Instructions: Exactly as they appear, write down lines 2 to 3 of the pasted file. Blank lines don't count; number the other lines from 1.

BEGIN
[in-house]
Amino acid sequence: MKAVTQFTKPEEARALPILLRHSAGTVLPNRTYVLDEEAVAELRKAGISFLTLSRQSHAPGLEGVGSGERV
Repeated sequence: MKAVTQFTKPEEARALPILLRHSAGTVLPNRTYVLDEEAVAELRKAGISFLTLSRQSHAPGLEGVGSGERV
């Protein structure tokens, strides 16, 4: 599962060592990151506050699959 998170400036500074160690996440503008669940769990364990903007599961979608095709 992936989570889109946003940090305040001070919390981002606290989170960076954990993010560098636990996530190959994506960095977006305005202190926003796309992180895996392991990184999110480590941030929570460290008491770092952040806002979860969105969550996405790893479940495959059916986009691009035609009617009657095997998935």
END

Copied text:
Amino acid sequence: MKAVTQFTKPEEARALPILLRHSAGTVLPNRTYVLDEEAVAELRKAGISFLTLSRQSHAPGLEGVGSGERV
Repeated sequence: MKAVTQFTKPEEARALPILLRHSAGTVLPNRTYVLDEEAVAELRKAGISFLTLSRQSHAPGLEGVGSGERV